Improving Your Credit Score

Credit scores can affect everything from mortgages, to credit cards, to car loans. Your credit score is a quick way for banks or other lenders to size you up and evaluate you. They’re trying to answer one key question: What is the likelihood that this person pays me back? Knowing that, the natural next question is: What exactly is a good credit score, and how can you get one?

To start, let's take a look at how credit scores are calculated. Your overall FICO credit score (“FICO score” or “credit score”) is based on scores from the three credit bureaus: Experian, TransUnion and Equifax. Each score is based on your financial history — stuff like credit card debt, loan payments, bills you forgot to pay and the number and age of your bank accounts are taken into account.

People with good credit scores have a long history of always paying their bills on time and not carrying credit card debt. That being said, to have great credit you don’t have to be perfect; it’s normal for most people to have one or two late payments that are no more than 30 days late. However, if you start missing multiple payments or are more than 60 days late, your credit can be negatively impacted quite quickly.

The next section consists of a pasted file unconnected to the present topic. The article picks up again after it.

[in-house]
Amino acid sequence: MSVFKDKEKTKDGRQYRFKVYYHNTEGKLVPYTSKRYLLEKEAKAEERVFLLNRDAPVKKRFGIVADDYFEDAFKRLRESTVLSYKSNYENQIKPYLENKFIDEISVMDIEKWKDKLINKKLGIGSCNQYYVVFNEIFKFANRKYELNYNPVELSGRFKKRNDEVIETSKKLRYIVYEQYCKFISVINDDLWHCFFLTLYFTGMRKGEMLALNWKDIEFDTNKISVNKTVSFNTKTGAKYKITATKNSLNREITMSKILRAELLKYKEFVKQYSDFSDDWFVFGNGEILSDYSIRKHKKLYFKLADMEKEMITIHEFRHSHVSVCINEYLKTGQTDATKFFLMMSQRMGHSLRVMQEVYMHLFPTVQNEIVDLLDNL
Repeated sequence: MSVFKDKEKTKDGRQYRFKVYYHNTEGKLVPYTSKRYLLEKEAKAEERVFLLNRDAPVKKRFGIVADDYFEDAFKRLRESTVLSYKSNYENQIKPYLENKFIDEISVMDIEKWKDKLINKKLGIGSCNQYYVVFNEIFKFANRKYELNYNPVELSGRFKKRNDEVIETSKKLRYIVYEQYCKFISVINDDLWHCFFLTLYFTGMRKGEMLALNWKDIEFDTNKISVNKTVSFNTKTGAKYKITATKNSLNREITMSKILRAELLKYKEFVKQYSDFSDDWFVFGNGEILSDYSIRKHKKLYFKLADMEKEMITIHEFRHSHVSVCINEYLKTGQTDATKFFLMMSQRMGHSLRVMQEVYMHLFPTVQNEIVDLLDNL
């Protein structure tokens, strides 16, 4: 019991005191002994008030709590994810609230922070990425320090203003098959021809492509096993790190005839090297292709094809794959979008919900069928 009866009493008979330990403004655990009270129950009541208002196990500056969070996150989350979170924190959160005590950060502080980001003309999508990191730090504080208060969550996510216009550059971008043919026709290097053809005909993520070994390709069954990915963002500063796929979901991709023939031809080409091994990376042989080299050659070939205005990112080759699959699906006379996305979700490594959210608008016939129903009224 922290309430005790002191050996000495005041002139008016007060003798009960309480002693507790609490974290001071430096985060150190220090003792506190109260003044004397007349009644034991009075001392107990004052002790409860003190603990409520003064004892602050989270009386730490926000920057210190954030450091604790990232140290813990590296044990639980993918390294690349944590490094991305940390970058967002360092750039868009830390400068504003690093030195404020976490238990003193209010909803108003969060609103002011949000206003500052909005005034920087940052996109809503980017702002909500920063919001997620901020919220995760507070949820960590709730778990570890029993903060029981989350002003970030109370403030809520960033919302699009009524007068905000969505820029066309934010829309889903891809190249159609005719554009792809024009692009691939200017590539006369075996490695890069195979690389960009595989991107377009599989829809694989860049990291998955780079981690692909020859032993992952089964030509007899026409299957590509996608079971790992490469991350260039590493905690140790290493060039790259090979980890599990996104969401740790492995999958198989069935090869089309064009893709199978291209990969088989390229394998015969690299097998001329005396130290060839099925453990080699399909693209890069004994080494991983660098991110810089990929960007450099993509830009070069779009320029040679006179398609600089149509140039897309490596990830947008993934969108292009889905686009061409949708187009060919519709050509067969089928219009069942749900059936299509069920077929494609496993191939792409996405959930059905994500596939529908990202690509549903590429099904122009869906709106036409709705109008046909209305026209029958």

The highest possible credit score is 850, but a good credit score usually falls between 600 and 750. About 60 percent of people have credit scores of 700 and above. People with the best scores are at 750 or above; once your credit score hits 750, you get put into the same category as people who have a credit score in the 800s, meaning that you're viewed by credit agencies as low risk. Low risk for the banks translates into low interest rates for you, which saves you money.

Learn about how to get your free credit report >
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